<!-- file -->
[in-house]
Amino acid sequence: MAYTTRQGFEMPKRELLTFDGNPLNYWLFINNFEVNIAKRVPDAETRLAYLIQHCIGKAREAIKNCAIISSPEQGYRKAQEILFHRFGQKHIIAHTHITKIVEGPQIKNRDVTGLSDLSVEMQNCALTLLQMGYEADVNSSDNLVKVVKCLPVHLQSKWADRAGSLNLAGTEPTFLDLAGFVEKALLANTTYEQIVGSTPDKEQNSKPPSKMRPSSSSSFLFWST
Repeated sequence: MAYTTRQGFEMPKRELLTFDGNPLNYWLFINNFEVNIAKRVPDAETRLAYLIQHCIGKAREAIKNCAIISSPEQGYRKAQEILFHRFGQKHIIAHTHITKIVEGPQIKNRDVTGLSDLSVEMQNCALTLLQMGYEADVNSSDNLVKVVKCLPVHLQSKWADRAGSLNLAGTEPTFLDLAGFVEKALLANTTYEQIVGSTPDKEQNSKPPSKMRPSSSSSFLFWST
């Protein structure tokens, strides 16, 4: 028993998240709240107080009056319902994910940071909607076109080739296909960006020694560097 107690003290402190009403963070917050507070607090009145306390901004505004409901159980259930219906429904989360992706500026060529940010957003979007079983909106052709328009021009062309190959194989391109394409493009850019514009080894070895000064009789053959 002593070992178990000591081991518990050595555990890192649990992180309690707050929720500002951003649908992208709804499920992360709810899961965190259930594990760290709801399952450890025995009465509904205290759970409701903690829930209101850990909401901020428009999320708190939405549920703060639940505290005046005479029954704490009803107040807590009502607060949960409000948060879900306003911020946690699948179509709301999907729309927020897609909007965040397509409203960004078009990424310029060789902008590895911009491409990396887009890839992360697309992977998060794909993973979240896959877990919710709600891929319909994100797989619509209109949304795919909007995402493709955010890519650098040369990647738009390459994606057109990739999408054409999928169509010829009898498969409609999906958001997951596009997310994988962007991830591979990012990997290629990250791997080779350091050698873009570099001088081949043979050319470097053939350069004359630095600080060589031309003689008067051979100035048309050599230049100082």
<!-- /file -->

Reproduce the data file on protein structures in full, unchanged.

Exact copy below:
[in-house]
Amino acid sequence: MAYTTRQGFEMPKRELLTFDGNPLNYWLFINNFEVNIAKRVPDAETRLAYLIQHCIGKAREAIKNCAIISSPEQGYRKAQEILFHRFGQKHIIAHTHITKIVEGPQIKNRDVTGLSDLSVEMQNCALTLLQMGYEADVNSSDNLVKVVKCLPVHLQSKWADRAGSLNLAGTEPTFLDLAGFVEKALLANTTYEQIVGSTPDKEQNSKPPSKMRPSSSSSFLFWST
Repeated sequence: MAYTTRQGFEMPKRELLTFDGNPLNYWLFINNFEVNIAKRVPDAETRLAYLIQHCIGKAREAIKNCAIISSPEQGYRKAQEILFHRFGQKHIIAHTHITKIVEGPQIKNRDVTGLSDLSVEMQNCALTLLQMGYEADVNSSDNLVKVVKCLPVHLQSKWADRAGSLNLAGTEPTFLDLAGFVEKALLANTTYEQIVGSTPDKEQNSKPPSKMRPSSSSSFLFWST
């Protein structure tokens, strides 16, 4: 028993998240709240107080009056319902994910940071909607076109080739296909960006020694560097 107690003290402190009403963070917050507070607090009145306390901004505004409901159980259930219906429904989360992706500026060529940010957003979007079983909106052709328009021009062309190959194989391109394409493009850019514009080894070895000064009789053959 002593070992178990000591081991518990050595555990890192649990992180309690707050929720500002951003649908992208709804499920992360709810899961965190259930594990760290709801399952450890025995009465509904205290759970409701903690829930209101850990909401901020428009999320708190939405549920703060639940505290005046005479029954704490009803107040807590009502607060949960409000948060879900306003911020946690699948179509709301999907729309927020897609909007965040397509409203960004078009990424310029060789902008590895911009491409990396887009890839992360697309992977998060794909993973979240896959877990919710709600891929319909994100797989619509209109949304795919909007995402493709955010890519650098040369990647738009390459994606057109990739999408054409999928169509010829009898498969409609999906958001997951596009997310994988962007991830591979990012990997290629990250791997080779350091050698873009570099001088081949043979050319470097053939350069004359630095600080060589031309003689008067051979100035048309050599230049100082």